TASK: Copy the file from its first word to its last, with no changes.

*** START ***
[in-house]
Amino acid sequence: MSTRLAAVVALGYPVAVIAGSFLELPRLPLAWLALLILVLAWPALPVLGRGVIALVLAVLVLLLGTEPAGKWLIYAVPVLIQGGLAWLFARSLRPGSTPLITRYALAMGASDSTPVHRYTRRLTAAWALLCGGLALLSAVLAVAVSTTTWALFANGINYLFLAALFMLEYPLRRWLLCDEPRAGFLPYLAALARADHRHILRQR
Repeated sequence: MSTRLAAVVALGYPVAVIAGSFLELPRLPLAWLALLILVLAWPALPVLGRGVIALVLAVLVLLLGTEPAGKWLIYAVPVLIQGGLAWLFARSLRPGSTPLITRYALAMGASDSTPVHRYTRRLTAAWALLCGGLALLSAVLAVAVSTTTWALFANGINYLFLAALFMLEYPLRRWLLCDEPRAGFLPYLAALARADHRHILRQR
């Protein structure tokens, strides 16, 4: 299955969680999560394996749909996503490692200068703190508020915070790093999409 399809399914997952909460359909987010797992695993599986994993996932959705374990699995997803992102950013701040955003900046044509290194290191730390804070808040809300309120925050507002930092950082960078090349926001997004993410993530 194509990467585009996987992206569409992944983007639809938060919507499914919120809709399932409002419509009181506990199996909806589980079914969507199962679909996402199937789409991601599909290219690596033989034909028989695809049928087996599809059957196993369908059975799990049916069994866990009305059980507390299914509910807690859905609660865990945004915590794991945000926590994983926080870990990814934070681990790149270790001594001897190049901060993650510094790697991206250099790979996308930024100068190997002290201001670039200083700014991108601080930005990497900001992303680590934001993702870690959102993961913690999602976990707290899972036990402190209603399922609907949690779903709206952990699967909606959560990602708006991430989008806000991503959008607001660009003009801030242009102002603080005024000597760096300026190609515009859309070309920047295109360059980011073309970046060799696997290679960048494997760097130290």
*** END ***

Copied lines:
[in-house]
Amino acid sequence: MSTRLAAVVALGYPVAVIAGSFLELPRLPLAWLALLILVLAWPALPVLGRGVIALVLAVLVLLLGTEPAGKWLIYAVPVLIQGGLAWLFARSLRPGSTPLITRYALAMGASDSTPVHRYTRRLTAAWALLCGGLALLSAVLAVAVSTTTWALFANGINYLFLAALFMLEYPLRRWLLCDEPRAGFLPYLAALARADHRHILRQR
Repeated sequence: MSTRLAAVVALGYPVAVIAGSFLELPRLPLAWLALLILVLAWPALPVLGRGVIALVLAVLVLLLGTEPAGKWLIYAVPVLIQGGLAWLFARSLRPGSTPLITRYALAMGASDSTPVHRYTRRLTAAWALLCGGLALLSAVLAVAVSTTTWALFANGINYLFLAALFMLEYPLRRWLLCDEPRAGFLPYLAALARADHRHILRQR
């Protein structure tokens, strides 16, 4: 299955969680999560394996749909996503490692200068703190508020915070790093999409 399809399914997952909460359909987010797992695993599986994993996932959705374990699995997803992102950013701040955003900046044509290194290191730390804070808040809300309120925050507002930092950082960078090349926001997004993410993530 194509990467585009996987992206569409992944983007639809938060919507499914919120809709399932409002419509009181506990199996909806589980079914969507199962679909996402199937789409991601599909290219690596033989034909028989695809049928087996599809059957196993369908059975799990049916069994866990009305059980507390299914509910807690859905609660865990945004915590794991945000926590994983926080870990990814934070681990790149270790001594001897190049901060993650510094790697991206250099790979996308930024100068190997002290201001670039200083700014991108601080930005990497900001992303680590934001993702870690959102993961913690999602976990707290899972036990402190209603399922609907949690779903709206952990699967909606959560990602708006991430989008806000991503959008607001660009003009801030242009102002603080005024000597760096300026190609515009859309070309920047295109360059980011073309970046060799696997290679960048494997760097130290």